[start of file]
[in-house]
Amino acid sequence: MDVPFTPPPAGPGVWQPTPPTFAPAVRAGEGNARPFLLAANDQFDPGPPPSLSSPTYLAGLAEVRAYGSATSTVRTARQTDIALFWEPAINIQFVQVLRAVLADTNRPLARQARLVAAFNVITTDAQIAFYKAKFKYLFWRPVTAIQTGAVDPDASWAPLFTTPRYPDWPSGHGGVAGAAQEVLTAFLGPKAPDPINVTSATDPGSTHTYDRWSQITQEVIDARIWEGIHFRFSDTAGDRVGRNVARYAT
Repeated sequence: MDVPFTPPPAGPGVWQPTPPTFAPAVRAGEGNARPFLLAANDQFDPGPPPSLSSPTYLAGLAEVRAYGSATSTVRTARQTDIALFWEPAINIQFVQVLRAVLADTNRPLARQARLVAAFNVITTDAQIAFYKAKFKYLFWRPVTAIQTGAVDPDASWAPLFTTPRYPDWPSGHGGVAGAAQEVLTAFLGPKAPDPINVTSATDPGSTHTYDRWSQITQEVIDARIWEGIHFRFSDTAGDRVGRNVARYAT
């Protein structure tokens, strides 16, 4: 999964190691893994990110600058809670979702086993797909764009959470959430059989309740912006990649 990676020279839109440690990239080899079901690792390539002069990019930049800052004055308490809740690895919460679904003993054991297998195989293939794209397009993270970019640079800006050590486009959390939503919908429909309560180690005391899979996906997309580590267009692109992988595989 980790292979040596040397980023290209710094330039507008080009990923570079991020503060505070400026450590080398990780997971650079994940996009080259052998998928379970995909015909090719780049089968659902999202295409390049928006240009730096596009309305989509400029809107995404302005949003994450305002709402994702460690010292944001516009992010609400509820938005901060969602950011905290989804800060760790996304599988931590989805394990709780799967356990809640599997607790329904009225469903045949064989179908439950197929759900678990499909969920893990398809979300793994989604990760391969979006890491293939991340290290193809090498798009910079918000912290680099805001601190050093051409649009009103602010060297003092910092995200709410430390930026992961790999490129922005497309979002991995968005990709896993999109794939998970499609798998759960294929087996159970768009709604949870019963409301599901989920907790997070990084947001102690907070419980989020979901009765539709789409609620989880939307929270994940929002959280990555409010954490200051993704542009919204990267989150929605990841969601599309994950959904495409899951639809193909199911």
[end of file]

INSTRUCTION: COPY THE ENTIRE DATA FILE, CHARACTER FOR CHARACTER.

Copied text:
[in-house]
Amino acid sequence: MDVPFTPPPAGPGVWQPTPPTFAPAVRAGEGNARPFLLAANDQFDPGPPPSLSSPTYLAGLAEVRAYGSATSTVRTARQTDIALFWEPAINIQFVQVLRAVLADTNRPLARQARLVAAFNVITTDAQIAFYKAKFKYLFWRPVTAIQTGAVDPDASWAPLFTTPRYPDWPSGHGGVAGAAQEVLTAFLGPKAPDPINVTSATDPGSTHTYDRWSQITQEVIDARIWEGIHFRFSDTAGDRVGRNVARYAT
Repeated sequence: MDVPFTPPPAGPGVWQPTPPTFAPAVRAGEGNARPFLLAANDQFDPGPPPSLSSPTYLAGLAEVRAYGSATSTVRTARQTDIALFWEPAINIQFVQVLRAVLADTNRPLARQARLVAAFNVITTDAQIAFYKAKFKYLFWRPVTAIQTGAVDPDASWAPLFTTPRYPDWPSGHGGVAGAAQEVLTAFLGPKAPDPINVTSATDPGSTHTYDRWSQITQEVIDARIWEGIHFRFSDTAGDRVGRNVARYAT
């Protein structure tokens, strides 16, 4: 999964190691893994990110600058809670979702086993797909764009959470959430059989309740912006990649 990676020279839109440690990239080899079901690792390539002069990019930049800052004055308490809740690895919460679904003993054991297998195989293939794209397009993270970019640079800006050590486009959390939503919908429909309560180690005391899979996906997309580590267009692109992988595989 980790292979040596040397980023290209710094330039507008080009990923570079991020503060505070400026450590080398990780997971650079994940996009080259052998998928379970995909015909090719780049089968659902999202295409390049928006240009730096596009309305989509400029809107995404302005949003994450305002709402994702460690010292944001516009992010609400509820938005901060969602950011905290989804800060760790996304599988931590989805394990709780799967356990809640599997607790329904009225469903045949064989179908439950197929759900678990499909969920893990398809979300793994989604990760391969979006890491293939991340290290193809090498798009910079918000912290680099805001601190050093051409649009009103602010060297003092910092995200709410430390930026992961790999490129922005497309979002991995968005990709896993999109794939998970499609798998759960294929087996159970768009709604949870019963409301599901989920907790997070990084947001102690907070419980989020979901009765539709789409609620989880939307929270994940929002959280990555409010954490200051993704542009919204990267989150929605990841969601599309994950959904495409899951639809193909199911």